Monday, February 6, 2017
Core Post 2: Week 5, Non-Space
As I delved into Margaret Morse's piece on the Ontology of Everyday Distraction, I was distracted from the piece as a whole by how she explains what the Spiral Getty represents. Morse, as well as Smithson represents the piece of work as a site sculpture that is then represented in a non-site, a gallery. But if non-space is "the very haunt for creatures of habit" where practice and skill can be "performed semiautomatically in a distracted space" (Morse 196), I would have to disagree with using the Spiral Getty as an example of that. Firstly, I do not see a gallery as a place where people perform in a distracted space, and I think photographs and images of the spiral jetty are calls to action, especially when they are ephemeral pieces, which is often the type of art Smithson makes. Last summer I took a day trip to the Spiral Getty from Salt Lake City because I heard about it in my AP Art History class 5 years ago and finally had the opportunity to see it. It I had never heard about the piece, I would not be going there. However, since I was taught about the reasoning behind it's placement and how the art is every changing based on the level of water of the Salt Lake and the erosion of time, I felt compelled to visit. While the art in itself may have been meant to look critically about how human beings are falling into the trap of "projection to some otherplace by rejecting where one actually is" (Hobbs 15), in actuality of showing the underwhelming simulacra of the actual space, it demands those interested in the piece to pursue it in person. This is usually not the case with television, which seeks to create a representation so strong and captivating that viewing the experience/place is satisfying enough for the audience, as Bachelard explains with the descriptions of miniaturization of the screen:"miniaturization is an attempt to master and control the world, which one can then enter in one's imagination by making oneself very small" (Morse 211).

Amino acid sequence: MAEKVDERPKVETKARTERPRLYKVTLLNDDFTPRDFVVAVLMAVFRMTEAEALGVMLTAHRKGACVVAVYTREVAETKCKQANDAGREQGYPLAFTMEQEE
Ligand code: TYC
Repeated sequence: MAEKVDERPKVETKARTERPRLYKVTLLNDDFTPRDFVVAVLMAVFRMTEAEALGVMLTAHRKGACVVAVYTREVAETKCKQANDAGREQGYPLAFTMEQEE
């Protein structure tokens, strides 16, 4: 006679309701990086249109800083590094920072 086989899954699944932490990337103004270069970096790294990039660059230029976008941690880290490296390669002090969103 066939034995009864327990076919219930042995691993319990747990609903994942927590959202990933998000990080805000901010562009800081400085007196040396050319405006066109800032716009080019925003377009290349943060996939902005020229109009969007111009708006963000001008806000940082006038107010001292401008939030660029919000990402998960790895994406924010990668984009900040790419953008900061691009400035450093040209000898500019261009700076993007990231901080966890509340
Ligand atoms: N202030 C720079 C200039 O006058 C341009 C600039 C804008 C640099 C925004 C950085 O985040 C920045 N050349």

Posted by Nicole Danser at 9:37 AM